Best to Practice Making, Not Missing, Putts

By Carlson, Ozzie | The Record (Bergen County, NJ), August 27, 2012 | Go to article overview

Best to Practice Making, Not Missing, Putts


Carlson, Ozzie, The Record (Bergen County, NJ)


When you walk onto the practice putting green, do you practice making putts, or practice missing putts? When I observed the players at The Barclays on the putting green, unbelievably, they collectively missed approximately 70 percent of their practice putts.

What does practicing missing putts do to our score, to our confidence, to our attitude as we step over a putt we need to make? Nothing good. So what's the solution?

There are two things we do with every putt, and only two we can do: we start the ball out on a line at a speed. The art of putting is to find the line and the speed (read the green) and to deliver both consistently. Easier said than done.

So, when you warm up your putting, you need to accomplish the following: find/feel your on-line stroke, find/feel your speed stroke and determine the speed of the greens. Only after you have accomplished these tasks should you begin putting to a cup, i.e. try to make putts. Why?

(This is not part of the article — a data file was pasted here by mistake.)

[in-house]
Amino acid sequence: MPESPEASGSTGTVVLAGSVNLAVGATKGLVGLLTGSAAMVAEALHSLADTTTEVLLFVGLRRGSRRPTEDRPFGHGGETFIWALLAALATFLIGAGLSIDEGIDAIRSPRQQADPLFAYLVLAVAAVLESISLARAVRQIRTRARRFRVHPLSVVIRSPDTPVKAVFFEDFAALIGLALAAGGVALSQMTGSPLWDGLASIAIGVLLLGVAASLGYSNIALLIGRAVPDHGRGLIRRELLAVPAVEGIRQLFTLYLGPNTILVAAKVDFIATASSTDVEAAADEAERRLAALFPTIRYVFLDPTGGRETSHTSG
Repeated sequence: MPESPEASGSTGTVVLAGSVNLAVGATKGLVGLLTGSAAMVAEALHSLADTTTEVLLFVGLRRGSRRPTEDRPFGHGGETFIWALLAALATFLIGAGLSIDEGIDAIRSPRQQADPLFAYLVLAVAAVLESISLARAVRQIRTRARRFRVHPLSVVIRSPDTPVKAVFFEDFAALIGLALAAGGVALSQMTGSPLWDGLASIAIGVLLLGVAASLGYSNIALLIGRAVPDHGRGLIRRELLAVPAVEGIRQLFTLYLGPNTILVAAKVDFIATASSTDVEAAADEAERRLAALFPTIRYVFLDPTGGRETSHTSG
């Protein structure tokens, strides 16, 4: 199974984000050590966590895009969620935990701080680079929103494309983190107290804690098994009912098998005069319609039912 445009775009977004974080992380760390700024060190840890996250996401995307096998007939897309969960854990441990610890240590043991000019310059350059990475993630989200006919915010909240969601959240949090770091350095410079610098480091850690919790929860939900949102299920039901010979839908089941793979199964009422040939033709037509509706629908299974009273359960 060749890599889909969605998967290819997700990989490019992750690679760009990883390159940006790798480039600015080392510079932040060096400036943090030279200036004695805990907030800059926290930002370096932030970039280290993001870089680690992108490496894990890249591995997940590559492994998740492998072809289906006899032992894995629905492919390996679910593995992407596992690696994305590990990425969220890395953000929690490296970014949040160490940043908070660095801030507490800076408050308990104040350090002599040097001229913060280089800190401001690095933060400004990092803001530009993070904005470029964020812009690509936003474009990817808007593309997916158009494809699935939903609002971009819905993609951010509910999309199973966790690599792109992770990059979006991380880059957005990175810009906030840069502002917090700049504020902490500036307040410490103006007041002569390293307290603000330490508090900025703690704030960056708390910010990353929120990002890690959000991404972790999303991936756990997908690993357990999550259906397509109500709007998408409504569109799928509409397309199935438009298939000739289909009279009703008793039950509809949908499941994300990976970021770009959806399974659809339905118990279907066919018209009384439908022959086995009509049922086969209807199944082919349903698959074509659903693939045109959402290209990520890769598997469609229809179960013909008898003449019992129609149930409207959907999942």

Let's understand the putting equation: line + speed + read + performance = result. We all know from our elementary math that to solve an equation we can have only one unknown variable. So in your warm-up, once you have found and can consistently deliver (perform) your line and speed stroke, the only remaining variable is "read." Now when you miss or make a putt you know that you simply misread it.

We can readily see, then, that the best way to become a better reader of greens is to fix the variables of line, speed and your ability to deliver both consistently.

Here is a very simple, but absolutely great way, to warm up your putting stroke when you walk onto the putting green. First, find an old filled-in cup and look around it to find a direction you can roll putts which is flat.

Alternatively, stick two tees into the green just less than the distance apart of the length of your putter face. Place one of four balls 15 inches from the center of that replaced cup (or the two tees) and stroke a putt (in the flat direction), swinging your putter back and through at its own natural speed (natural pendulum speed). So your stroke is 15 inches back and 15 inches through, e.g. your putter face finishes squarely in the dead center of the cup (nudges both tees simultaneously). …

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